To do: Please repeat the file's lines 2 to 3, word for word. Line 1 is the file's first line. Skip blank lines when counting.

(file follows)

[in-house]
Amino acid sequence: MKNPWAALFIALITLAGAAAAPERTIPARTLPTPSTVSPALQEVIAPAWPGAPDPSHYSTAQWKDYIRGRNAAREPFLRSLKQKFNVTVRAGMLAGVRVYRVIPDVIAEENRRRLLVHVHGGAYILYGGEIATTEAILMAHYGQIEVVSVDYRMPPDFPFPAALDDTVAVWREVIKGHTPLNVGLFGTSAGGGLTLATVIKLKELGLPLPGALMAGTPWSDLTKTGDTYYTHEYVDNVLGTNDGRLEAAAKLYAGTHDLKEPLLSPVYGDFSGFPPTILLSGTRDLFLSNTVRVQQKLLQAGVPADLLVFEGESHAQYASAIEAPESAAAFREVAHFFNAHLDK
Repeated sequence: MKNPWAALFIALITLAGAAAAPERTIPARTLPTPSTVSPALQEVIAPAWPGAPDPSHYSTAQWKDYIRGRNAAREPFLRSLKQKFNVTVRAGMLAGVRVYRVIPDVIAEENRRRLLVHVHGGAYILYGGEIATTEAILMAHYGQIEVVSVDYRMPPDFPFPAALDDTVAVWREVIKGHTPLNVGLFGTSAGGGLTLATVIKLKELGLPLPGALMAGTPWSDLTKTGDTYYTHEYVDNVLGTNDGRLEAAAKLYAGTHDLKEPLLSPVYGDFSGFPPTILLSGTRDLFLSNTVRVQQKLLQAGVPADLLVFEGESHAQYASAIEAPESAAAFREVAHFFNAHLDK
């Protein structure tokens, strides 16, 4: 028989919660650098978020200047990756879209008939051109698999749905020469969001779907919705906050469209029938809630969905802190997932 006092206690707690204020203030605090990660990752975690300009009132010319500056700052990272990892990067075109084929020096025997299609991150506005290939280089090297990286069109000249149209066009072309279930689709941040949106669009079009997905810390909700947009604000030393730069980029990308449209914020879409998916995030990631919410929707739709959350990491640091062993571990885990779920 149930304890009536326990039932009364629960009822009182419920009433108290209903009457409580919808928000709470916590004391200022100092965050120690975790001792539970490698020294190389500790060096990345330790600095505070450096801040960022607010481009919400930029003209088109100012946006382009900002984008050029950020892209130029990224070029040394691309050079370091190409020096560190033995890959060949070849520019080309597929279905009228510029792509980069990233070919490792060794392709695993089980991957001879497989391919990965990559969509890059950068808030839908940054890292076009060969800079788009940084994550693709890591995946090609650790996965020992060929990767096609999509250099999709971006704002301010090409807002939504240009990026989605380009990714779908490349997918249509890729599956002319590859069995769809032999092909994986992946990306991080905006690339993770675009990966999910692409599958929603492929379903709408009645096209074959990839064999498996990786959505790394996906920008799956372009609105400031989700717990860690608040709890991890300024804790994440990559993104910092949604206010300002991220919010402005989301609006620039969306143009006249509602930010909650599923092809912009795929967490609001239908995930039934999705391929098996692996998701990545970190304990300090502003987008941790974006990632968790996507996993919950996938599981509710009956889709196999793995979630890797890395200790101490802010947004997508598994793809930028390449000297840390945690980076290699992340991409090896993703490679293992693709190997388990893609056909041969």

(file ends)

Amino acid sequence: MKNPWAALFIALITLAGAAAAPERTIPARTLPTPSTVSPALQEVIAPAWPGAPDPSHYSTAQWKDYIRGRNAAREPFLRSLKQKFNVTVRAGMLAGVRVYRVIPDVIAEENRRRLLVHVHGGAYILYGGEIATTEAILMAHYGQIEVVSVDYRMPPDFPFPAALDDTVAVWREVIKGHTPLNVGLFGTSAGGGLTLATVIKLKELGLPLPGALMAGTPWSDLTKTGDTYYTHEYVDNVLGTNDGRLEAAAKLYAGTHDLKEPLLSPVYGDFSGFPPTILLSGTRDLFLSNTVRVQQKLLQAGVPADLLVFEGESHAQYASAIEAPESAAAFREVAHFFNAHLDK
Repeated sequence: MKNPWAALFIALITLAGAAAAPERTIPARTLPTPSTVSPALQEVIAPAWPGAPDPSHYSTAQWKDYIRGRNAAREPFLRSLKQKFNVTVRAGMLAGVRVYRVIPDVIAEENRRRLLVHVHGGAYILYGGEIATTEAILMAHYGQIEVVSVDYRMPPDFPFPAALDDTVAVWREVIKGHTPLNVGLFGTSAGGGLTLATVIKLKELGLPLPGALMAGTPWSDLTKTGDTYYTHEYVDNVLGTNDGRLEAAAKLYAGTHDLKEPLLSPVYGDFSGFPPTILLSGTRDLFLSNTVRVQQKLLQAGVPADLLVFEGESHAQYASAIEAPESAAAFREVAHFFNAHLDK